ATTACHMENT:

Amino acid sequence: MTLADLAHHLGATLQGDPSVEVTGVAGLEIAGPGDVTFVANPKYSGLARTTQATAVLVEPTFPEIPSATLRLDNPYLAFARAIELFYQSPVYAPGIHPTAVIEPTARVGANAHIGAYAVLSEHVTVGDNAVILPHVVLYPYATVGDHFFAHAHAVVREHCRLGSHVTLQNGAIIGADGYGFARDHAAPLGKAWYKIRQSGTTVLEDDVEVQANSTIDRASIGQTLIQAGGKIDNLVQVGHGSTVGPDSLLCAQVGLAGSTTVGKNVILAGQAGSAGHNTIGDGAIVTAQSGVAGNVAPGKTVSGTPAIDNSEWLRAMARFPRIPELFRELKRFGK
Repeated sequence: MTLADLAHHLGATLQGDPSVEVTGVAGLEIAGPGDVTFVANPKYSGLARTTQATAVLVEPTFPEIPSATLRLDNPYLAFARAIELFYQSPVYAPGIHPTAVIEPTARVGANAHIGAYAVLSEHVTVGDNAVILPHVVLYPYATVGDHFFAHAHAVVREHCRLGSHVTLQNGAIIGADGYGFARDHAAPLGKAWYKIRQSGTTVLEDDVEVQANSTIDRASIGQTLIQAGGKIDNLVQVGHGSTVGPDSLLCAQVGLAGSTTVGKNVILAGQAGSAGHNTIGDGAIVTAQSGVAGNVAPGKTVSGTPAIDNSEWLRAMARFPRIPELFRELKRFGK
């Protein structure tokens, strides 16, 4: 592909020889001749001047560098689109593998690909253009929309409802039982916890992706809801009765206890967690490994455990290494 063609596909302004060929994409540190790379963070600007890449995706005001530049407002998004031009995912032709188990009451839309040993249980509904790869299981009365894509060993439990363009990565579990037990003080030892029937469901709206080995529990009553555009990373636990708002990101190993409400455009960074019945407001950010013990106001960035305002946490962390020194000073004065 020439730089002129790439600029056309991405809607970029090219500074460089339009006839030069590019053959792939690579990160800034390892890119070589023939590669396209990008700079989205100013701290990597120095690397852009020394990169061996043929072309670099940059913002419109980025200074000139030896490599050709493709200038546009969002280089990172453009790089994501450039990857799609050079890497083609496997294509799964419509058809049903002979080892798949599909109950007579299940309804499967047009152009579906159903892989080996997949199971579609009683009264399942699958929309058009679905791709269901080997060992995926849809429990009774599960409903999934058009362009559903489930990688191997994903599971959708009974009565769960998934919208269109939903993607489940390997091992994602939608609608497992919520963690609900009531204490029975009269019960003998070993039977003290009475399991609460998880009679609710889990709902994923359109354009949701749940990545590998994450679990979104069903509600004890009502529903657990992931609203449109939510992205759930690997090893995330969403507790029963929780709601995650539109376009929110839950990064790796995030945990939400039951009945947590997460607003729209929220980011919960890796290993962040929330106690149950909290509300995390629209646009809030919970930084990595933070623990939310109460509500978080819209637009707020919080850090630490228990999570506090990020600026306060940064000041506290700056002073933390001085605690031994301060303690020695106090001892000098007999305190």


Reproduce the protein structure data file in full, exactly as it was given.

Amino acid sequence: MTLADLAHHLGATLQGDPSVEVTGVAGLEIAGPGDVTFVANPKYSGLARTTQATAVLVEPTFPEIPSATLRLDNPYLAFARAIELFYQSPVYAPGIHPTAVIEPTARVGANAHIGAYAVLSEHVTVGDNAVILPHVVLYPYATVGDHFFAHAHAVVREHCRLGSHVTLQNGAIIGADGYGFARDHAAPLGKAWYKIRQSGTTVLEDDVEVQANSTIDRASIGQTLIQAGGKIDNLVQVGHGSTVGPDSLLCAQVGLAGSTTVGKNVILAGQAGSAGHNTIGDGAIVTAQSGVAGNVAPGKTVSGTPAIDNSEWLRAMARFPRIPELFRELKRFGK
Repeated sequence: MTLADLAHHLGATLQGDPSVEVTGVAGLEIAGPGDVTFVANPKYSGLARTTQATAVLVEPTFPEIPSATLRLDNPYLAFARAIELFYQSPVYAPGIHPTAVIEPTARVGANAHIGAYAVLSEHVTVGDNAVILPHVVLYPYATVGDHFFAHAHAVVREHCRLGSHVTLQNGAIIGADGYGFARDHAAPLGKAWYKIRQSGTTVLEDDVEVQANSTIDRASIGQTLIQAGGKIDNLVQVGHGSTVGPDSLLCAQVGLAGSTTVGKNVILAGQAGSAGHNTIGDGAIVTAQSGVAGNVAPGKTVSGTPAIDNSEWLRAMARFPRIPELFRELKRFGK
């Protein structure tokens, strides 16, 4: 592909020889001749001047560098689109593998690909253009929309409802039982916890992706809801009765206890967690490994455990290494 063609596909302004060929994409540190790379963070600007890449995706005001530049407002998004031009995912032709188990009451839309040993249980509904790869299981009365894509060993439990363009990565579990037990003080030892029937469901709206080995529990009553555009990373636990708002990101190993409400455009960074019945407001950010013990106001960035305002946490962390020194000073004065 020439730089002129790439600029056309991405809607970029090219500074460089339009006839030069590019053959792939690579990160800034390892890119070589023939590669396209990008700079989205100013701290990597120095690397852009020394990169061996043929072309670099940059913002419109980025200074000139030896490599050709493709200038546009969002280089990172453009790089994501450039990857799609050079890497083609496997294509799964419509058809049903002979080892798949599909109950007579299940309804499967047009152009579906159903892989080996997949199971579609009683009264399942699958929309058009679905791709269901080997060992995926849809429990009774599960409903999934058009362009559903489930990688191997994903599971959708009974009565769960998934919208269109939903993607489940390997091992994602939608609608497992919520963690609900009531204490029975009269019960003998070993039977003290009475399991609460998880009679609710889990709902994923359109354009949701749940990545590998994450679990979104069903509600004890009502529903657990992931609203449109939510992205759930690997090893995330969403507790029963929780709601995650539109376009929110839950990064790796995030945990939400039951009945947590997460607003729209929220980011919960890796290993962040929330106690149950909290509300995390629209646009809030919970930084990595933070623990939310109460509500978080819209637009707020919080850090630490228990999570506090990020600026306060940064000041506290700056002073933390001085605690031994301060303690020695106090001892000098007999305190």